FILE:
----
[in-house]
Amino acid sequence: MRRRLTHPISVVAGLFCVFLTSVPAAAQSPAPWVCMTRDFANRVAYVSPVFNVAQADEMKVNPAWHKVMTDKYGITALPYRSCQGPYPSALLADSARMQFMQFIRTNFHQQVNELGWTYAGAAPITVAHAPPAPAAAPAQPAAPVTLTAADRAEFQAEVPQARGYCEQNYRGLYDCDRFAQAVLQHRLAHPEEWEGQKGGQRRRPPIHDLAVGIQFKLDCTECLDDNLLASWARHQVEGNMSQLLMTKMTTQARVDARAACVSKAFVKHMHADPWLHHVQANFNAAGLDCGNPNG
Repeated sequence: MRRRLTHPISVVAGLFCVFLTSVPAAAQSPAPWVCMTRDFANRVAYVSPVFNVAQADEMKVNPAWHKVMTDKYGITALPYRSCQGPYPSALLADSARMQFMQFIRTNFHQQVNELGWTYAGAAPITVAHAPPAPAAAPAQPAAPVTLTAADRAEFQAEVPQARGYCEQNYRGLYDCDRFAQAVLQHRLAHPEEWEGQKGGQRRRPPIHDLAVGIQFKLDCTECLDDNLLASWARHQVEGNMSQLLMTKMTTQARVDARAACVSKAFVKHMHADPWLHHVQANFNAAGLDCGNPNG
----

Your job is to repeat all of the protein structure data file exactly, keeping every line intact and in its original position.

[in-house]
Amino acid sequence: MRRRLTHPISVVAGLFCVFLTSVPAAAQSPAPWVCMTRDFANRVAYVSPVFNVAQADEMKVNPAWHKVMTDKYGITALPYRSCQGPYPSALLADSARMQFMQFIRTNFHQQVNELGWTYAGAAPITVAHAPPAPAAAPAQPAAPVTLTAADRAEFQAEVPQARGYCEQNYRGLYDCDRFAQAVLQHRLAHPEEWEGQKGGQRRRPPIHDLAVGIQFKLDCTECLDDNLLASWARHQVEGNMSQLLMTKMTTQARVDARAACVSKAFVKHMHADPWLHHVQANFNAAGLDCGNPNG
Repeated sequence: MRRRLTHPISVVAGLFCVFLTSVPAAAQSPAPWVCMTRDFANRVAYVSPVFNVAQADEMKVNPAWHKVMTDKYGITALPYRSCQGPYPSALLADSARMQFMQFIRTNFHQQVNELGWTYAGAAPITVAHAPPAPAAAPAQPAAPVTLTAADRAEFQAEVPQARGYCEQNYRGLYDCDRFAQAVLQHRLAHPEEWEGQKGGQRRRPPIHDLAVGIQFKLDCTECLDDNLLASWARHQVEGNMSQLLMTKMTTQARVDARAACVSKAFVKHMHADPWLHHVQANFNAAGLDCGNPNG